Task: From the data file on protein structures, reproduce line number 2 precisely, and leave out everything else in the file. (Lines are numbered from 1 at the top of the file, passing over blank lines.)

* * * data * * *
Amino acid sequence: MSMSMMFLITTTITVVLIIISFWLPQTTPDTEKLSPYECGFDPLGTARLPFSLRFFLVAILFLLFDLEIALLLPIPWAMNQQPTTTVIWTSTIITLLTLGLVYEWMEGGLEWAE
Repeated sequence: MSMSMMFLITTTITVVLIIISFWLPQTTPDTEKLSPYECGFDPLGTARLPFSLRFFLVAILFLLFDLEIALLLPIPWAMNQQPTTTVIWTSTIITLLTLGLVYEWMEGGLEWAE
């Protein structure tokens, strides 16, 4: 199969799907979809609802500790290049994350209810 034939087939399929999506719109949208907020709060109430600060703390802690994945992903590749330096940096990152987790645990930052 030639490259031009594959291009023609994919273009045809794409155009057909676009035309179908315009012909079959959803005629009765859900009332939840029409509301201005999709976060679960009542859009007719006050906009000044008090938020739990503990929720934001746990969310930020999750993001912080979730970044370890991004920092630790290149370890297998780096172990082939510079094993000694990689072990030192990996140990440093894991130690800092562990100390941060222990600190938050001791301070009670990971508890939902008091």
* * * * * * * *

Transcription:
Repeated sequence: MSMSMMFLITTTITVVLIIISFWLPQTTPDTEKLSPYECGFDPLGTARLPFSLRFFLVAILFLLFDLEIALLLPIPWAMNQQPTTTVIWTSTIITLLTLGLVYEWMEGGLEWAE